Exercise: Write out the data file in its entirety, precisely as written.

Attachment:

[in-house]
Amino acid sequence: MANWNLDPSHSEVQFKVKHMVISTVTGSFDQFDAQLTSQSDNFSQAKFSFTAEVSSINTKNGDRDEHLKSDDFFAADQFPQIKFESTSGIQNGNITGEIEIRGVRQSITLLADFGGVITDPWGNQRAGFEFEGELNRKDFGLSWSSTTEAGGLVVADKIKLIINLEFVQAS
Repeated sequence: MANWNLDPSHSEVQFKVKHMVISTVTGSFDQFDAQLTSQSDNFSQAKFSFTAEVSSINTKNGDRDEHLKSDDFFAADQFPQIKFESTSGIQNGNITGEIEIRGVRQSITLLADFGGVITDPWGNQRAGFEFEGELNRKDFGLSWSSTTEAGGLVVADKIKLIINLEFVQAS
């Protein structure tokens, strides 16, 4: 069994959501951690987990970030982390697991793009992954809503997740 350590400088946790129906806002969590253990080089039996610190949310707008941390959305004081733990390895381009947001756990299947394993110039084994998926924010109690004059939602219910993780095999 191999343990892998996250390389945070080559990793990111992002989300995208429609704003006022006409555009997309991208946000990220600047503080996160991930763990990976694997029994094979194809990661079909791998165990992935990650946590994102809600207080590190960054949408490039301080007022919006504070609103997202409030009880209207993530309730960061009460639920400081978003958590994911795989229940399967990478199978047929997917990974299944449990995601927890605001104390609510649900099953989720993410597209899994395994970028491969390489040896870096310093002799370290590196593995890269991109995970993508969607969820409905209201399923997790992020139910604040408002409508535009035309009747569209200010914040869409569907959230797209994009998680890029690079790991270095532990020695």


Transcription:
[in-house]
Amino acid sequence: MANWNLDPSHSEVQFKVKHMVISTVTGSFDQFDAQLTSQSDNFSQAKFSFTAEVSSINTKNGDRDEHLKSDDFFAADQFPQIKFESTSGIQNGNITGEIEIRGVRQSITLLADFGGVITDPWGNQRAGFEFEGELNRKDFGLSWSSTTEAGGLVVADKIKLIINLEFVQAS
Repeated sequence: MANWNLDPSHSEVQFKVKHMVISTVTGSFDQFDAQLTSQSDNFSQAKFSFTAEVSSINTKNGDRDEHLKSDDFFAADQFPQIKFESTSGIQNGNITGEIEIRGVRQSITLLADFGGVITDPWGNQRAGFEFEGELNRKDFGLSWSSTTEAGGLVVADKIKLIINLEFVQAS
């Protein structure tokens, strides 16, 4: 069994959501951690987990970030982390697991793009992954809503997740 350590400088946790129906806002969590253990080089039996610190949310707008941390959305004081733990390895381009947001756990299947394993110039084994998926924010109690004059939602219910993780095999 191999343990892998996250390389945070080559990793990111992002989300995208429609704003006022006409555009997309991208946000990220600047503080996160991930763990990976694997029994094979194809990661079909791998165990992935990650946590994102809600207080590190960054949408490039301080007022919006504070609103997202409030009880209207993530309730960061009460639920400081978003958590994911795989229940399967990478199978047929997917990974299944449990995601927890605001104390609510649900099953989720993410597209899994395994970028491969390489040896870096310093002799370290590196593995890269991109995970993508969607969820409905209201399923997790992020139910604040408002409508535009035309009747569209200010914040869409569907959230797209994009998680890029690079790991270095532990020695």